Some Muslim fiction

Some Muslim fiction I’ve read recently

Ayisha Malik, The Other Half of Happiness

I had a tough time with this one, partially because of my expectations. I think this was a real-world reminder of something I teach in my Popular Fiction class – that genre expectations are important and have a particular impact on how we read fiction! Because Sofia Khan is Not Obliged had ended so happily (although several friends scoffed at the “realism” of the ending, I had had no trouble accepting it) – I approached The Other Half of Happiness with the expectation that an HEA (Happily Ever After) was imminent. In other words, I approached The Other Half as a romance, instead of as contemporary fiction. Mistaaaaaaaaake.

I got a tremendously sinking feeling in my tummy for the first 50 pages, and I couldn’t deal with it for a bit, so I put it aside. When I came back to it again, I skipped to the ending to confirm my suspicions, swallowed hard, then went on Sofia’s journey with her. So I’m not far enough away from the story and my own dashed expectations to form an objective opinion of this second book yet.

Leila Aboulela, The Translator

I liked The Minaret, another novel of Aboulela’s, about a newly practising, “downwardly mobile” Sudanese emigrant to the UK, but wasn’t sure about the writing. So again, The Translator was a book I started, left off, and came back to after about a year. It follows the love affair between the widowed Sudanese translator Sammar, and the Scottish academic Rae Isles, who is an expert on Middle Eastern politics and the Muslim world.

I liked this a lot more than The Minaret, and I thought it maintained a nice balance between an “Islamic” message, and the integrity of the story.

Na’ima Robert, She Wore Red Trainers

This YA/NA novel is touted as a “halal” love story, and I like Na’ima Robert’s work elsewhere – I’ve written for SISTERS magazine, and From My Sisters’ Lips was one of the first compilations of Muslim women’s voices I ever read. I remember reading it standing up in the Borders in York. Funny story – a couple of years ago, I wrote an abstract about it, and when it came time to write the paper, I realized that I’d written it from memory, and that I didn’t actually have the book. I had to borrow it from a friend of a friend.

Funnier ending: a few months after that, I was cleaning up my bookshelves and I realized that I did in fact have it.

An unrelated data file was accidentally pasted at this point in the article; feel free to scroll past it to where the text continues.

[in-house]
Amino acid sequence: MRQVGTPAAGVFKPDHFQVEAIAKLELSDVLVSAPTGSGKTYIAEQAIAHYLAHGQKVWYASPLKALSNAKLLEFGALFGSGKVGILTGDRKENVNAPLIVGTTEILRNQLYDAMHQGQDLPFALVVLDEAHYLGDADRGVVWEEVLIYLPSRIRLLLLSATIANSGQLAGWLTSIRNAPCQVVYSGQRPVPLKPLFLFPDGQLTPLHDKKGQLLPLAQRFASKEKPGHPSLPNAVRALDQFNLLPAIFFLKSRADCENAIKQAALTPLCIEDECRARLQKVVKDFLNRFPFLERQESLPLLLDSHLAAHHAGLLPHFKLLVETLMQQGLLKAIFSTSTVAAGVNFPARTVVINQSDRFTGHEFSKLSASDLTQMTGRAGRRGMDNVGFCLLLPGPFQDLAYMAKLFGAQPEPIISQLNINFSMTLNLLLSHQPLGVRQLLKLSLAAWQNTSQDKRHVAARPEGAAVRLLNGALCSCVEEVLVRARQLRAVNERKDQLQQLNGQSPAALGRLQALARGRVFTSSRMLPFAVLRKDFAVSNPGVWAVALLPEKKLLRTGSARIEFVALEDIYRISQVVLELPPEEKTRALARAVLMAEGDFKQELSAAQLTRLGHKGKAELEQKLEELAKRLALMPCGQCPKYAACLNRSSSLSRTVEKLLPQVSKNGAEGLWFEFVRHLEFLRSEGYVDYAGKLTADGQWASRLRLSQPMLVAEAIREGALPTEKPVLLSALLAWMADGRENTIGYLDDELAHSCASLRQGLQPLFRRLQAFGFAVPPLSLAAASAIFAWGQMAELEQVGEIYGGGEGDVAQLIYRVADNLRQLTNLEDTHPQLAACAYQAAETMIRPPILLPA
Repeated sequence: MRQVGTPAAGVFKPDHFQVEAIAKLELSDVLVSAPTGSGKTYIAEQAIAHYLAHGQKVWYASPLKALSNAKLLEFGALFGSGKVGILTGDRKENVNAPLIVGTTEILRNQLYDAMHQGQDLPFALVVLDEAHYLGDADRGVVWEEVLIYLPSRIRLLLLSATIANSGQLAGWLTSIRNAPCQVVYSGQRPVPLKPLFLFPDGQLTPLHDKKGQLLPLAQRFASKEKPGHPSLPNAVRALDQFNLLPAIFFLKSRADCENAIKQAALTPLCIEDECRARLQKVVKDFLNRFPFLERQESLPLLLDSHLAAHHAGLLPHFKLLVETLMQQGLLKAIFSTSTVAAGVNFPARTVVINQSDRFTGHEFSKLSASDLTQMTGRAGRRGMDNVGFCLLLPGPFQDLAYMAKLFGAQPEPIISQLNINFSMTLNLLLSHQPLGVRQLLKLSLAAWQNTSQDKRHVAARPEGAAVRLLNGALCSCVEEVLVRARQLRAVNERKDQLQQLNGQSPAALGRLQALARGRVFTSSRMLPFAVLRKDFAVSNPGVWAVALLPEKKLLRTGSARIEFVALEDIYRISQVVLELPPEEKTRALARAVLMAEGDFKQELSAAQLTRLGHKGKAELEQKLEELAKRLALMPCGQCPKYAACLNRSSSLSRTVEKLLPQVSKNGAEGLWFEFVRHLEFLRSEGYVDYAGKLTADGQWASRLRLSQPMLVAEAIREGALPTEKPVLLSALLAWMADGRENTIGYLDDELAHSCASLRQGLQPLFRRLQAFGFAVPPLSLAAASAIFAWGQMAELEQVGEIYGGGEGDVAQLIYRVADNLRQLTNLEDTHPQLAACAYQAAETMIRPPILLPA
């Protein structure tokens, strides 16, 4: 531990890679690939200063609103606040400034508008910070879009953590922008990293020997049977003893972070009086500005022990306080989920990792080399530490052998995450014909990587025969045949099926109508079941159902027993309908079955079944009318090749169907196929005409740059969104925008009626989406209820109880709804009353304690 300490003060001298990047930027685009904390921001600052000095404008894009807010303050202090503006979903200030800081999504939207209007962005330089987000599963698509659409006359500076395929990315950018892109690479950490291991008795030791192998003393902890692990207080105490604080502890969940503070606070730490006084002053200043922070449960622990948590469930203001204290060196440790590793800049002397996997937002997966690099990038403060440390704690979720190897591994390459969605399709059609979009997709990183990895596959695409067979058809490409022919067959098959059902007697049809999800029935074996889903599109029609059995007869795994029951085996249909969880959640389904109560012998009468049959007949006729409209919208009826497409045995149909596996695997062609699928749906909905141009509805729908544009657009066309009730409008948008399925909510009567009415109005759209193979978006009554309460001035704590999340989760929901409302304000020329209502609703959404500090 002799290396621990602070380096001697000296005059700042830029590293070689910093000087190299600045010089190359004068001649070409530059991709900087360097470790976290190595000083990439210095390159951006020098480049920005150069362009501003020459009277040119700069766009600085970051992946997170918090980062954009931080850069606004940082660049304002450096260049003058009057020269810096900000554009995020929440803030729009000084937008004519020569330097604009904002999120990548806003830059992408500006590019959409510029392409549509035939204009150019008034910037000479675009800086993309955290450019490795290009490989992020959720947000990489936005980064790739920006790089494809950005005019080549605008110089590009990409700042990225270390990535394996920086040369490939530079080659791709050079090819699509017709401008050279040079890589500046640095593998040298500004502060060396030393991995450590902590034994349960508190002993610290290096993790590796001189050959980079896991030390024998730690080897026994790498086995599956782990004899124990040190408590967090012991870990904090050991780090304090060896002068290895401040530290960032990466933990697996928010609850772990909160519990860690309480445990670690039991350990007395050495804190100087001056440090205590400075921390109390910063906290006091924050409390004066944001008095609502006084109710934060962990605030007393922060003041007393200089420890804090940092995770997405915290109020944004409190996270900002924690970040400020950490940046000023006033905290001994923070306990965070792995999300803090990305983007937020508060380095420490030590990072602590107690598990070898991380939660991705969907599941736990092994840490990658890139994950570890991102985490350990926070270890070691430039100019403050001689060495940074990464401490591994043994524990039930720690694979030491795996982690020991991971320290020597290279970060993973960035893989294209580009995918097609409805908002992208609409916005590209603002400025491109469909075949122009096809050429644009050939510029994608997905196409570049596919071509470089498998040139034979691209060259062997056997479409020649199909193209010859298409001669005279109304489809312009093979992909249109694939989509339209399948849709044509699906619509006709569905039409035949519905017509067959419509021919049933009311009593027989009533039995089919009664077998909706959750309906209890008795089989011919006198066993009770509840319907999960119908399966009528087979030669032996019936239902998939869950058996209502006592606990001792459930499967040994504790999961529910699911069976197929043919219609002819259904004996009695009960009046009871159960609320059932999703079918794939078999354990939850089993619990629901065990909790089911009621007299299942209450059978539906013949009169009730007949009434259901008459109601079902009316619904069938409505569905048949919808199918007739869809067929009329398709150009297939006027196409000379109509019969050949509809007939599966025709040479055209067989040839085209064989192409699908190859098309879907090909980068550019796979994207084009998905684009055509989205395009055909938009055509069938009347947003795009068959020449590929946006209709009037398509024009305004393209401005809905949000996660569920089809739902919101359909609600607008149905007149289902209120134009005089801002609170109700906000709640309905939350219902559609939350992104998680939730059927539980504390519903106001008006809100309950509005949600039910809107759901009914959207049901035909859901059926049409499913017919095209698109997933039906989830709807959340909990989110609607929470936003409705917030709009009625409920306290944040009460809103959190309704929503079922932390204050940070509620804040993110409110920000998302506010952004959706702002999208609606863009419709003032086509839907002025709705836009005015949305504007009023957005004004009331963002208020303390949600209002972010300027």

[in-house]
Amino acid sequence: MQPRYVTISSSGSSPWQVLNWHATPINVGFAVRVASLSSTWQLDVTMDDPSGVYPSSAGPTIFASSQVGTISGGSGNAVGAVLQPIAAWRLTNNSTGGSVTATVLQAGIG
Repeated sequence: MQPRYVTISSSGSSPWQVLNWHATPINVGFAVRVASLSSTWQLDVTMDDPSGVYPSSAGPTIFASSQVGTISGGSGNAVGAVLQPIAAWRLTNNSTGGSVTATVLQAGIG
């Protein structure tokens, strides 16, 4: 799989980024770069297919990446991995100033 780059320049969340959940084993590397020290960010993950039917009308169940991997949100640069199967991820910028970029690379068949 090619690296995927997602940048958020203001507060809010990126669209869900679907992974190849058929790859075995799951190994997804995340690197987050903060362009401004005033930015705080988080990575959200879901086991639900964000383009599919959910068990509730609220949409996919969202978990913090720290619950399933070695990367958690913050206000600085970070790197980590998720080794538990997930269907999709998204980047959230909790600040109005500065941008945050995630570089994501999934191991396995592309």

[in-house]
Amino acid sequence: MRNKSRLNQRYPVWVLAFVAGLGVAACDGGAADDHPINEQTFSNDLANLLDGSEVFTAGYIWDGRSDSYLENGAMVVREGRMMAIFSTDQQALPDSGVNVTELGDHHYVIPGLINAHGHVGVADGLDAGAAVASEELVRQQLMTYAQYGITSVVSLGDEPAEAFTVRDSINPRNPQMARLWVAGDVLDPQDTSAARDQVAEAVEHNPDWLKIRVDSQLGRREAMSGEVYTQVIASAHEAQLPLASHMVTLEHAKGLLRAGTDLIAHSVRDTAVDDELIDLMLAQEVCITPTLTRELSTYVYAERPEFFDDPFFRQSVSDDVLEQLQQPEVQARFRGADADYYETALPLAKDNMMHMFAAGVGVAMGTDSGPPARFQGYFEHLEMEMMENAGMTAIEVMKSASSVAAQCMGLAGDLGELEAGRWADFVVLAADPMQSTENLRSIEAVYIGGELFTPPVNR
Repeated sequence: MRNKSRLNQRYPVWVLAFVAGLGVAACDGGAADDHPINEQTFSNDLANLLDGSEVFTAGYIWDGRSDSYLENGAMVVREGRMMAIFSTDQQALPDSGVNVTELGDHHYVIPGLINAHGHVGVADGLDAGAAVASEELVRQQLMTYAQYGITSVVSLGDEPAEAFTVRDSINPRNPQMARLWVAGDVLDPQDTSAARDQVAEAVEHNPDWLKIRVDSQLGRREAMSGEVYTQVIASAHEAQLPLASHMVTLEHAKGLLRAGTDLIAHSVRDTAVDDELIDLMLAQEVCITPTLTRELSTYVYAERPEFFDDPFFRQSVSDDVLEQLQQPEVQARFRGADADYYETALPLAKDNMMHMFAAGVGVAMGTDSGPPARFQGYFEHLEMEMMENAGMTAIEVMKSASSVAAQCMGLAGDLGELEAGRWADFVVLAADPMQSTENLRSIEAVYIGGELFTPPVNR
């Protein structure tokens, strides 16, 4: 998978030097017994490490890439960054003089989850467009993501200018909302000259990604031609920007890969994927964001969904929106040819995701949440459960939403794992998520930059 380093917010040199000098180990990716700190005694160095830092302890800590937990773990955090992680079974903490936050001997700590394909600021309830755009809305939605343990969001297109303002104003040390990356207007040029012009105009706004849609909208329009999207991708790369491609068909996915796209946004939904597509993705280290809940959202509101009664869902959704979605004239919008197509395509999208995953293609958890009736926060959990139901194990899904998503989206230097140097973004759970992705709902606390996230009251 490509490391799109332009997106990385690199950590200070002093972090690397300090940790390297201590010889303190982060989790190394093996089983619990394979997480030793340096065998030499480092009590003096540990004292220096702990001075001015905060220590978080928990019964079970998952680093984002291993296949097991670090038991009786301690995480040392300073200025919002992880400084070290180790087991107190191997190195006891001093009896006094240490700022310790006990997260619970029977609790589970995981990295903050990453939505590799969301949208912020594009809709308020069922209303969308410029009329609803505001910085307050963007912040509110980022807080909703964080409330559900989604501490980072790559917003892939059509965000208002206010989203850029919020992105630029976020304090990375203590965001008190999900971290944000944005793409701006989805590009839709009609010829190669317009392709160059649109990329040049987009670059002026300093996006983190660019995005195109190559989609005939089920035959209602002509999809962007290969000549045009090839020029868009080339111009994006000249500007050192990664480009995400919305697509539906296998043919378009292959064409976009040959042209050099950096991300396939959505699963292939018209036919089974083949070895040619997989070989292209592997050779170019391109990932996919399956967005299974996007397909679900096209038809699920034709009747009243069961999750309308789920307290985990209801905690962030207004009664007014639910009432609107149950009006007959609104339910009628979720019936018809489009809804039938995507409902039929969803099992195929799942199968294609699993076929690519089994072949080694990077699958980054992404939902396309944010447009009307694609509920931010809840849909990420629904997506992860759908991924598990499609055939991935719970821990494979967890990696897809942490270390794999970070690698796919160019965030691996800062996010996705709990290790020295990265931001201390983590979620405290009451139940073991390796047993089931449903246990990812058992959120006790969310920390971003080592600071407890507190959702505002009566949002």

I was sort of reluctant to read Robert’s fiction, because I’d read From Somalia with love, another of her YA novels, and I remembered it being very heavy handed.

Anyway She Wore Red Trainers was much lighter in touch, and was a really quick read. The halal love story of Ali Jordan, a posh mixed race Hertfordshire boy, who has just come back to Islam after his mother’s death, and Londoner Amirah, who had a wild one week as a teenager and is now fully practicing. They’re both school leavers waiting for their A-level results.

Robert has said in interviews that she doesn’t want to glamorize sin, which I suppose accounts for why Ali and Amirah’s sinful pasts are glossed over in favour of their halal presents. Their struggles to be good are in fact a nice insight into contemporary Muslim lives, and not as overwrought, angsty or preachy as they might have been.

At one point, Ali’s younger brother says to Ali – you got the good school, the girls, you got to have fun – I just get the religious father without the fun. This sort of hit home with me – sin is fun, even if it is a hollow kind of fun, and religious, halal alternatives to haram fun are…hard to make appealing when your environment, the media, your friends, all model haram-ish behaviours as aspirational. The novel doesn’t shy away from that fact.

I’m on holiday! (Ish) Looking forward to catching up with some reading. I’m at 9 books for the month, so need to power through 3 more this week to hit my monthly target.

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